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Make an Impression, in your Jammies – Virtual Job Fairs Bring Recruiters into your Home

Ever walk into a career fair ready to take on the world and walk out with a plastic bag full of pens, cheap stress balls and few accomplishments?

All you really wanted to do was make a few connections, learn about the companies represented and submit a resume. The folks at Milicruit decided you can do all that without even changing out of your jammies, or lugging home a bag of useless freebies.

Last spring the company launched the virtual career fair, designed specifically to help veterans and their spouses connect with companies across the country.

“You’ve done enough, said Kevin O’Brien, vice president of business development at UBM Studios/Milicruit , based in Chicago.

“You shouldn’t be asked to waste time, money and energy to go to a career fair,” he said. “We’ll bring the career fair to you.”

The fairs are simple. Companies have representatives log in to the site. Participants log on as well and browse through the screens with information about the participating employers. When they find one they would like to learn more about, they send an instant message to the representative and start a conversation.

It’s important to keep in mind that career fairs are not hiring fairs and not a place to conduct interviews or find job offers. Instead, it’s a place to find out more about employers and exchange resumes.

“This is a branding opportunity for the employer and a resume exchange for the attendee,” O’Brien said. “If you’re a spouse getting transferred, normally you would have to get to that place and then start a job search. This allows you to meet with employers from all over country.”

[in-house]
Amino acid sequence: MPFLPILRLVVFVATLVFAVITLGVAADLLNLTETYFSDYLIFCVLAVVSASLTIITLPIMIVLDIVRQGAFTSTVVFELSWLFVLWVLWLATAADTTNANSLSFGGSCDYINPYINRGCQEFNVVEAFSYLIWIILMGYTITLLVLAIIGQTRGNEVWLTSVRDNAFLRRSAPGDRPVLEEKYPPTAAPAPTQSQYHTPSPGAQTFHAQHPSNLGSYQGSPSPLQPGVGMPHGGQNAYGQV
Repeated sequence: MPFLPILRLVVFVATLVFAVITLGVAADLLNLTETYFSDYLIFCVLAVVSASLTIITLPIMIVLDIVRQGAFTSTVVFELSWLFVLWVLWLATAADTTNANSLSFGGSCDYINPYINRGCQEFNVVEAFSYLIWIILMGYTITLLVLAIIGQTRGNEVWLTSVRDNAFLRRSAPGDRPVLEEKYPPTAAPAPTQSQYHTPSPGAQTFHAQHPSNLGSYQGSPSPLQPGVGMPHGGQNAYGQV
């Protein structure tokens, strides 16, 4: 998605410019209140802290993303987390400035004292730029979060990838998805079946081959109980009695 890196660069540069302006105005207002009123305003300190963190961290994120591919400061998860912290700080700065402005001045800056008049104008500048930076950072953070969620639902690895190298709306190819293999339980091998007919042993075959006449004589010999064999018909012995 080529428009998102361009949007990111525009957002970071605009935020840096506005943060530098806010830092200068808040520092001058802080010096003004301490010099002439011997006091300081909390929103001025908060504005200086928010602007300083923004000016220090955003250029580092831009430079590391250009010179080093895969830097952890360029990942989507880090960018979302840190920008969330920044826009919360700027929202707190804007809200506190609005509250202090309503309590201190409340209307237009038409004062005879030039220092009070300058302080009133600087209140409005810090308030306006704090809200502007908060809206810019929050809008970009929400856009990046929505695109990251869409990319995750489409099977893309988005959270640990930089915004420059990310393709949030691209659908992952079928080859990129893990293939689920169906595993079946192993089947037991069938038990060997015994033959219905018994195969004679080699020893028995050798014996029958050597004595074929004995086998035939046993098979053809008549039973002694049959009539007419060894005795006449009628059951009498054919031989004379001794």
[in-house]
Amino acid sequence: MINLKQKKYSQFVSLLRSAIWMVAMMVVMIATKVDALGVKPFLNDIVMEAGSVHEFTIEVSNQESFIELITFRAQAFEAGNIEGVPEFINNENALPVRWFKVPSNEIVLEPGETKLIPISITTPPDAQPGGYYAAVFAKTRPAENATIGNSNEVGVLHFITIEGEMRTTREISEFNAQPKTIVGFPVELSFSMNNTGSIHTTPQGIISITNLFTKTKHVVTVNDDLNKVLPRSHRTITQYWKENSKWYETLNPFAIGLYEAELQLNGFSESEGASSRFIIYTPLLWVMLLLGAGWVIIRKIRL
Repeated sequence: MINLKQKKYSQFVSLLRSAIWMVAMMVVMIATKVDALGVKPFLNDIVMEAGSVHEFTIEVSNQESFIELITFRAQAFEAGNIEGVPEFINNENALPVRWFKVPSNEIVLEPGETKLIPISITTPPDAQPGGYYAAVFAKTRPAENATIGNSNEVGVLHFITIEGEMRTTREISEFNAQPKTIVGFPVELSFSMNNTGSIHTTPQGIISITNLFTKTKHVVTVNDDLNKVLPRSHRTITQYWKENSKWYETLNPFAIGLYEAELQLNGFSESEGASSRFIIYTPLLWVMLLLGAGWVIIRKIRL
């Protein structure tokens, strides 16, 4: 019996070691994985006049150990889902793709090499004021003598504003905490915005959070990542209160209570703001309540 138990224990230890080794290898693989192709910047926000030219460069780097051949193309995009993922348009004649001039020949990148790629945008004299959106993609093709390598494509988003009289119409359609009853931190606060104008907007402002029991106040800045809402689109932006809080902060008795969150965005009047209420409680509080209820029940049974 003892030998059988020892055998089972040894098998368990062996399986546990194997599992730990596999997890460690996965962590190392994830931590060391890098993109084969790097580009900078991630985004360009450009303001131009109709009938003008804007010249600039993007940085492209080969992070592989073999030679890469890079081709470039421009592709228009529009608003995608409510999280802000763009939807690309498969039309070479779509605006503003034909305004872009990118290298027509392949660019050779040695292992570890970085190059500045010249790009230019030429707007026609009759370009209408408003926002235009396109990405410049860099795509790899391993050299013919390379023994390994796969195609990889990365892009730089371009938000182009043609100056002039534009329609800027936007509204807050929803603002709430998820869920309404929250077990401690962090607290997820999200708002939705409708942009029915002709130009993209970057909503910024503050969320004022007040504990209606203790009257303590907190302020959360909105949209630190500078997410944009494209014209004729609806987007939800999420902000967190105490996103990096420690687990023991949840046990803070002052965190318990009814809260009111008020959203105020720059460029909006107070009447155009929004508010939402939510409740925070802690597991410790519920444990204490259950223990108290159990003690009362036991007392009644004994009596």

Hosting the fair virtually allows both corporations and job seekers to participate without the added cost of criss-crossing the country. O’Brien said nationwide corporations who have slots to fill in several states are popular at the fair because they can interview candidates who log in from across the U.S.

Milicruit originally held the fairs just for the thousands of veterans entering the work force each year. Earlier this year, they held a fair targeted specifically to military spouses and the feedback was positive from both attendees and potential employers.

O’Brien said he expects virtual job fairs to grow in popularity. Already, more than 70 percent of companies that participate return for a subsequent fair. In three hours, about 156 people visit each booth. While there, applicants can instantly email recruiters their resume, meaning they enter the companies hiring system quicker.

Just because the recruiters cannot see you however, does not mean they do not notice your behavior.

“They way you act should be no different than if you were in person at a career fair,” O’Brien said.

If your chat consists of nothing more than, ‘Do you have a job in city A?’ you will not do as well as the applicant who initiates a chat about the company and seems genuinely interested in the company as a whole.

The career fair is open year round, though recruiters are there only at advertised times. The site is left open so attendees can do their homework and check out the information about the companies.

Also, O’Brien strongly suggests that applicants complete their fair profile and post an appropriate photo. He warns, “Those who don’t are going to get treated accordingly, just as if you walked up to a recruiter in jeans and a t-shirt.”

He also warns that attendees should avoid using the chats as a sounding board to complain about the job market or other issues. Negative discussions are so detrimental, in fact, that Milicruit considered closing the networking lounge area where participants can talk with other job seekers.

They may not be able to see you wearing jammies, but what you type speaks volumes.

“Do not treat this as a social website,” he said. “You’ve got recruiters on the other end viewing you and you only get one crack at that first impression.”

Visit the virtual job fair at www.veteranscareerfair.comand prepare for your next virtual fair.

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